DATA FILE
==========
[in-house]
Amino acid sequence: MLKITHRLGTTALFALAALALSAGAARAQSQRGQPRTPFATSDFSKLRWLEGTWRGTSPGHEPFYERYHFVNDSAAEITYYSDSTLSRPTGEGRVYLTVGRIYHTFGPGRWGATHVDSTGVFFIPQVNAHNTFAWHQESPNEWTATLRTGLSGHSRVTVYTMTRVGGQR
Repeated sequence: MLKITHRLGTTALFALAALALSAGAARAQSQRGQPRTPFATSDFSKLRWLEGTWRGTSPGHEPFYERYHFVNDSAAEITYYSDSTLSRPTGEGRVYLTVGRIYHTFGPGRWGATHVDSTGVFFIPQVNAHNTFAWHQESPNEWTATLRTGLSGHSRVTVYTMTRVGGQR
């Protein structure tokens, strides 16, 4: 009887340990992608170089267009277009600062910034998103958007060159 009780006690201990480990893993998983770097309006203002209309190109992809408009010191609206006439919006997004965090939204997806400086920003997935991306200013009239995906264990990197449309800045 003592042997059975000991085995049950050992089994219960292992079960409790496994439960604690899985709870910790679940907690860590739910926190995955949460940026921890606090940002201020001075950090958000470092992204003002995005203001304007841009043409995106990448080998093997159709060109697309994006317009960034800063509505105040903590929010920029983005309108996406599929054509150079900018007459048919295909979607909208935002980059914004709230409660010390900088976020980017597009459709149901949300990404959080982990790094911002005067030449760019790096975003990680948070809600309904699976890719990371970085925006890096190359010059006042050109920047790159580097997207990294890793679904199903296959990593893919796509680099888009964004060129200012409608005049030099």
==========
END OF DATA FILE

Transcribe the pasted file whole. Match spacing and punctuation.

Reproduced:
[in-house]
Amino acid sequence: MLKITHRLGTTALFALAALALSAGAARAQSQRGQPRTPFATSDFSKLRWLEGTWRGTSPGHEPFYERYHFVNDSAAEITYYSDSTLSRPTGEGRVYLTVGRIYHTFGPGRWGATHVDSTGVFFIPQVNAHNTFAWHQESPNEWTATLRTGLSGHSRVTVYTMTRVGGQR
Repeated sequence: MLKITHRLGTTALFALAALALSAGAARAQSQRGQPRTPFATSDFSKLRWLEGTWRGTSPGHEPFYERYHFVNDSAAEITYYSDSTLSRPTGEGRVYLTVGRIYHTFGPGRWGATHVDSTGVFFIPQVNAHNTFAWHQESPNEWTATLRTGLSGHSRVTVYTMTRVGGQR
């Protein structure tokens, strides 16, 4: 009887340990992608170089267009277009600062910034998103958007060159 009780006690201990480990893993998983770097309006203002209309190109992809408009010191609206006439919006997004965090939204997806400086920003997935991306200013009239995906264990990197449309800045 003592042997059975000991085995049950050992089994219960292992079960409790496994439960604690899985709870910790679940907690860590739910926190995955949460940026921890606090940002201020001075950090958000470092992204003002995005203001304007841009043409995106990448080998093997159709060109697309994006317009960034800063509505105040903590929010920029983005309108996406599929054509150079900018007459048919295909979607909208935002980059914004709230409660010390900088976020980017597009459709149901949300990404959080982990790094911002005067030449760019790096975003990680948070809600309904699976890719990371970085925006890096190359010059006042050109920047790159580097997207990294890793679904199903296959990593893919796509680099888009964004060129200012409608005049030099």